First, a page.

Fly Away Home
A memoir about the ups and downs in life and the back and forth travels of a multicultural family.


This is a preview to the chapter JErSEY MAMMA from the book Fly Away Home by Maggie Myklebust.
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Sixteen months later I was back in the delivery room, and on 11 January 1979, Michael was born. He came into the world on a Thursday afternoon at 2.55 pm, weighing six pounds, fourteen ounces, and was 19 inches long. Tony finally had the boy he always wanted and I felt like I’d something right for a change. Except for a little less pushing, the birth was pretty much an encore of the first. The pregnancy was a different story, with Michele I felt happy and healthy, this time I was plagued by nine months of nausea. In the end it was worth it, Michael was a sweet baby with light blond hair and blue eyes like me, whereas Michele had darker, golden locks and brown eyes like her father. From the outside we looked like the perfect family, but on the inside it was a different story.

Before Michele turned one and my suspicions of being pregnant with Michael were confirmed, Tony’s mother was hospitalized. She was diabetic, and after Tony and I moved out she stopped making dinner for herself and ate mostly junk food.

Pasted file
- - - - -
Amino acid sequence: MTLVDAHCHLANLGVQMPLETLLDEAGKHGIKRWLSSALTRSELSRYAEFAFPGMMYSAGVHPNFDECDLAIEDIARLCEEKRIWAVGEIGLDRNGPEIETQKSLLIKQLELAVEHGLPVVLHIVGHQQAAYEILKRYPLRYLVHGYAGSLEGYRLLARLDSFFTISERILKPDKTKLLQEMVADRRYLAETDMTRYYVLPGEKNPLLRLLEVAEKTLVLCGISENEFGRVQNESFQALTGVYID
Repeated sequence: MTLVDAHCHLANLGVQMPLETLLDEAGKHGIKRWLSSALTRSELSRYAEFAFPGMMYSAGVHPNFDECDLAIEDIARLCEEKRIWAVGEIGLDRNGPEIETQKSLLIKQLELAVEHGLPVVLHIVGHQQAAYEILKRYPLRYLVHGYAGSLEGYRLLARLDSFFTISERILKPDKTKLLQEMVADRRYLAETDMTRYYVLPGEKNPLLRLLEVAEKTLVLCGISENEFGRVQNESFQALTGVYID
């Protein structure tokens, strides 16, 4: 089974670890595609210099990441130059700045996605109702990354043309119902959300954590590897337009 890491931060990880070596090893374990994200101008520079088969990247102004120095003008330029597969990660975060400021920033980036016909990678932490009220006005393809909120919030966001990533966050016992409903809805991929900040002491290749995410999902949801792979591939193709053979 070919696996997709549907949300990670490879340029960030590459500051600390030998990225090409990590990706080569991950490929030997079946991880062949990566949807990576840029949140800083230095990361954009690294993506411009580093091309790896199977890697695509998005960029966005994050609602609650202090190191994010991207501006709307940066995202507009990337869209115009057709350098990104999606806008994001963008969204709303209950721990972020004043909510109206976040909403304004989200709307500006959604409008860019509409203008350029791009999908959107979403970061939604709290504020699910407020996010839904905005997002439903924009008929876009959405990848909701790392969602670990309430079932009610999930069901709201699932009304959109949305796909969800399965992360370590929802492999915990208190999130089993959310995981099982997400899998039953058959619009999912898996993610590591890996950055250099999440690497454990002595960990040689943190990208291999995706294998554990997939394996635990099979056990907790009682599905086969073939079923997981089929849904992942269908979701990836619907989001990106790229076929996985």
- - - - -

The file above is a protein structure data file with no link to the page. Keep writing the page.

It was easier to grab a handful of cookies than cook dinner for one. We held a family meeting, decided to take turns having her for dinner, and to keep a better eye on her. One night we visited her in the hospital and she seemed to be doing much better, there was even talk of her going home in a few days. Later that night, as we were getting ready for bed, the hospital called with bad news, Tony’s mother had had a heart attack and passed away. Tony was twenty and with both of his parents gone, he was devastated.

“I hope you know, this is all your fault, it’s you who killed my mother. This would have never happened if we were still living with her, but oh no, that wasn’t good enough for you! Instead we’re living in this little shit hole and my mother is dead!” he cried.

The contempt I saw in his eyes made me cringe and I wasn’t sure if it was grief, anger, or hatred talking. I only knew he was right. I had plotted to move out, but I never wanted his mother to die.
A few weeks later my guilt was pushed aside as nausea took over my life. I managed to keep working until I was seven months pregnant, then, with my uniform bursting at the seams, Burger King decided to add hotdogs to their menu and the smell was more than I could take. I quit and became a full time housewife. Tony was also having trouble at work; he had quit his job at the gas station and taken a position as a mechanic in new car dealership, which he hated. He was still selling cars privately, which proved more lucrative than his real job.

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